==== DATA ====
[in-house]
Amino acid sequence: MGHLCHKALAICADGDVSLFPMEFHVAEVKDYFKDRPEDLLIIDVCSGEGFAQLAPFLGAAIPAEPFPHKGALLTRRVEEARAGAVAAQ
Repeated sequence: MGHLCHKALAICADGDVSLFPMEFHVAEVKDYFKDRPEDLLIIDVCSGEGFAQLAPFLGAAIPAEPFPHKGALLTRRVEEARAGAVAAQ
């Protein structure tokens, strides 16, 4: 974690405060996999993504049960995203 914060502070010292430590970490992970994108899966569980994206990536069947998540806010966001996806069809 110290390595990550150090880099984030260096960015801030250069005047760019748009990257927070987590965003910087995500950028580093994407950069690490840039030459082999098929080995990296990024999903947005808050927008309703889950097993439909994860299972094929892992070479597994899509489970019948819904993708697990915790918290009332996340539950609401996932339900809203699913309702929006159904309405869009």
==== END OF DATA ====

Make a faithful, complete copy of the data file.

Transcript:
[in-house]
Amino acid sequence: MGHLCHKALAICADGDVSLFPMEFHVAEVKDYFKDRPEDLLIIDVCSGEGFAQLAPFLGAAIPAEPFPHKGALLTRRVEEARAGAVAAQ
Repeated sequence: MGHLCHKALAICADGDVSLFPMEFHVAEVKDYFKDRPEDLLIIDVCSGEGFAQLAPFLGAAIPAEPFPHKGALLTRRVEEARAGAVAAQ
């Protein structure tokens, strides 16, 4: 974690405060996999993504049960995203 914060502070010292430590970490992970994108899966569980994206990536069947998540806010966001996806069809 110290390595990550150090880099984030260096960015801030250069005047760019748009990257927070987590965003910087995500950028580093994407950069690490840039030459082999098929080995990296990024999903947005808050927008309703889950097993439909994860299972094929892992070479597994899509489970019948819904993708697990915790918290009332996340539950609401996932339900809203699913309702929006159904309405869009």